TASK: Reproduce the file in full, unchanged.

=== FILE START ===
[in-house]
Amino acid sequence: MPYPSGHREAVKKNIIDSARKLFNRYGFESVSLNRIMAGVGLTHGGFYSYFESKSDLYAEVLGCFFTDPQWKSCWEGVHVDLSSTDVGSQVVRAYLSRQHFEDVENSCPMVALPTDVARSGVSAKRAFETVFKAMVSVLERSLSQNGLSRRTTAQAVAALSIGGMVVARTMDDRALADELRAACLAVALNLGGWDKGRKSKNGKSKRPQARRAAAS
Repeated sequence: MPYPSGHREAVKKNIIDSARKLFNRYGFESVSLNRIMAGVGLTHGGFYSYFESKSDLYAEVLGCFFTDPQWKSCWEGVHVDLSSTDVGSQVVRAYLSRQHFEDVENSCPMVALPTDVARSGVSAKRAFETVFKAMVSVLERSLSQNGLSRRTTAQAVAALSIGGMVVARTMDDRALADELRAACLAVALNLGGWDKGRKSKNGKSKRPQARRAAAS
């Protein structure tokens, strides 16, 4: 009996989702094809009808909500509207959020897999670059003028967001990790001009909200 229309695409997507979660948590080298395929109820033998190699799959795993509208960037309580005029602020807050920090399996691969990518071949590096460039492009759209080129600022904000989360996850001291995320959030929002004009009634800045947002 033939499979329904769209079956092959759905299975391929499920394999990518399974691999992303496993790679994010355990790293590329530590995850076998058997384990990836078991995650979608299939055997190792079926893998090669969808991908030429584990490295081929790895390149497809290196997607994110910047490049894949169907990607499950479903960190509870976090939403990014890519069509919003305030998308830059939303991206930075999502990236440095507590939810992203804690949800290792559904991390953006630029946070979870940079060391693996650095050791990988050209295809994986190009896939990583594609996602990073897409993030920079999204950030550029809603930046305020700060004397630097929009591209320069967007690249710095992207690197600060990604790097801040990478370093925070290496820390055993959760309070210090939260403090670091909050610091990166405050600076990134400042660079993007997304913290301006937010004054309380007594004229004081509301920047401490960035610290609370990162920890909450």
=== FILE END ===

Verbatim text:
[in-house]
Amino acid sequence: MPYPSGHREAVKKNIIDSARKLFNRYGFESVSLNRIMAGVGLTHGGFYSYFESKSDLYAEVLGCFFTDPQWKSCWEGVHVDLSSTDVGSQVVRAYLSRQHFEDVENSCPMVALPTDVARSGVSAKRAFETVFKAMVSVLERSLSQNGLSRRTTAQAVAALSIGGMVVARTMDDRALADELRAACLAVALNLGGWDKGRKSKNGKSKRPQARRAAAS
Repeated sequence: MPYPSGHREAVKKNIIDSARKLFNRYGFESVSLNRIMAGVGLTHGGFYSYFESKSDLYAEVLGCFFTDPQWKSCWEGVHVDLSSTDVGSQVVRAYLSRQHFEDVENSCPMVALPTDVARSGVSAKRAFETVFKAMVSVLERSLSQNGLSRRTTAQAVAALSIGGMVVARTMDDRALADELRAACLAVALNLGGWDKGRKSKNGKSKRPQARRAAAS
């Protein structure tokens, strides 16, 4: 009996989702094809009808909500509207959020897999670059003028967001990790001009909200 229309695409997507979660948590080298395929109820033998190699799959795993509208960037309580005029602020807050920090399996691969990518071949590096460039492009759209080129600022904000989360996850001291995320959030929002004009009634800045947002 033939499979329904769209079956092959759905299975391929499920394999990518399974691999992303496993790679994010355990790293590329530590995850076998058997384990990836078991995650979608299939055997190792079926893998090669969808991908030429584990490295081929790895390149497809290196997607994110910047490049894949169907990607499950479903960190509870976090939403990014890519069509919003305030998308830059939303991206930075999502990236440095507590939810992203804690949800290792559904991390953006630029946070979870940079060391693996650095050791990988050209295809994986190009896939990583594609996602990073897409993030920079999204950030550029809603930046305020700060004397630097929009591209320069967007690249710095992207690197600060990604790097801040990478370093925070290496820390055993959760309070210090939260403090670091909050610091990166405050600076990134400042660079993007997304913290301006937010004054309380007594004229004081509301920047401490960035610290609370990162920890909450």